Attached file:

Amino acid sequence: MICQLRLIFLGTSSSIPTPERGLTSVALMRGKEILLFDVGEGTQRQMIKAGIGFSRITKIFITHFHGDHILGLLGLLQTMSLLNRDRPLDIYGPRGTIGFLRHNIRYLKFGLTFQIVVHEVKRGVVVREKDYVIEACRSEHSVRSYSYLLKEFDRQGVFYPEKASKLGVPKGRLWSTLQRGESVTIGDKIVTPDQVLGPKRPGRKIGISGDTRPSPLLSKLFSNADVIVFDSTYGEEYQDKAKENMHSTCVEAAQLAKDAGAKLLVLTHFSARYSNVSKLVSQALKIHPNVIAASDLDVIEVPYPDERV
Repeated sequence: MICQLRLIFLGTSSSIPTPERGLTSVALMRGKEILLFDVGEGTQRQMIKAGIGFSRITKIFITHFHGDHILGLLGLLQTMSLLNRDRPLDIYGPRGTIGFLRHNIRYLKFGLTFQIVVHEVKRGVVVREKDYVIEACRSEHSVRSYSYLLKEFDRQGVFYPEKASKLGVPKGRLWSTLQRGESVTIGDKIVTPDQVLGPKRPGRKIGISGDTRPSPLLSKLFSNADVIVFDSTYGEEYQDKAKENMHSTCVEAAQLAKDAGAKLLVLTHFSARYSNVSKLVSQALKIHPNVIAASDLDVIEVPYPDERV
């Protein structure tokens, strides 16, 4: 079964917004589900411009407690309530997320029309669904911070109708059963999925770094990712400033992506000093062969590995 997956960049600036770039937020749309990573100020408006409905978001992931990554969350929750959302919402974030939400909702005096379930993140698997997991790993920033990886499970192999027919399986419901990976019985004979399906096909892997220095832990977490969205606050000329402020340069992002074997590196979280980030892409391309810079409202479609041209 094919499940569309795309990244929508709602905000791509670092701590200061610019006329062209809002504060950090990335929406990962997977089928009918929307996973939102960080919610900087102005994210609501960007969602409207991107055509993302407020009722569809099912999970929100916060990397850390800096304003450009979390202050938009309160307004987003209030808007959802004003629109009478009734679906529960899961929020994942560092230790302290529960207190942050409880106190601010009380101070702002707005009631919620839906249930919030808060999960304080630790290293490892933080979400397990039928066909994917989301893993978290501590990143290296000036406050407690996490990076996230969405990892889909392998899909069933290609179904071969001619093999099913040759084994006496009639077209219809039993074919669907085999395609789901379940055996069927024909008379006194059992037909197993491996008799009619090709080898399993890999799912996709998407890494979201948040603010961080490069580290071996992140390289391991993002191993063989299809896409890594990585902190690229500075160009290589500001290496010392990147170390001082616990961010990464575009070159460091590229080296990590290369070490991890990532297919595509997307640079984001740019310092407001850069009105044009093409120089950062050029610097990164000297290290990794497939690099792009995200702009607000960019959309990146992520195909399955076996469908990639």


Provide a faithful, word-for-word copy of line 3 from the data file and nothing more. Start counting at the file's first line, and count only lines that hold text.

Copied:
């Protein structure tokens, strides 16, 4: 079964917004589900411009407690309530997320029309669904911070109708059963999925770094990712400033992506000093062969590995 997956960049600036770039937020749309990573100020408006409905978001992931990554969350929750959302919402974030939400909702005096379930993140698997997991790993920033990886499970192999027919399986419901990976019985004979399906096909892997220095832990977490969205606050000329402020340069992002074997590196979280980030892409391309810079409202479609041209 094919499940569309795309990244929508709602905000791509670092701590200061610019006329062209809002504060950090990335929406990962997977089928009918929307996973939102960080919610900087102005994210609501960007969602409207991107055509993302407020009722569809099912999970929100916060990397850390800096304003450009979390202050938009309160307004987003209030808007959802004003629109009478009734679906529960899961929020994942560092230790302290529960207190942050409880106190601010009380101070702002707005009631919620839906249930919030808060999960304080630790290293490892933080979400397990039928066909994917989301893993978290501590990143290296000036406050407690996490990076996230969405990892889909392998899909069933290609179904071969001619093999099913040759084994006496009639077209219809039993074919669907085999395609789901379940055996069927024909008379006194059992037909197993491996008799009619090709080898399993890999799912996709998407890494979201948040603010961080490069580290071996992140390289391991993002191993063989299809896409890594990585902190690229500075160009290589500001290496010392990147170390001082616990961010990464575009070159460091590229080296990590290369070490991890990532297919595509997307640079984001740019310092407001850069009105044009093409120089950062050029610097990164000297290290990794497939690099792009995200702009607000960019959309990146992520195909399955076996469908990639």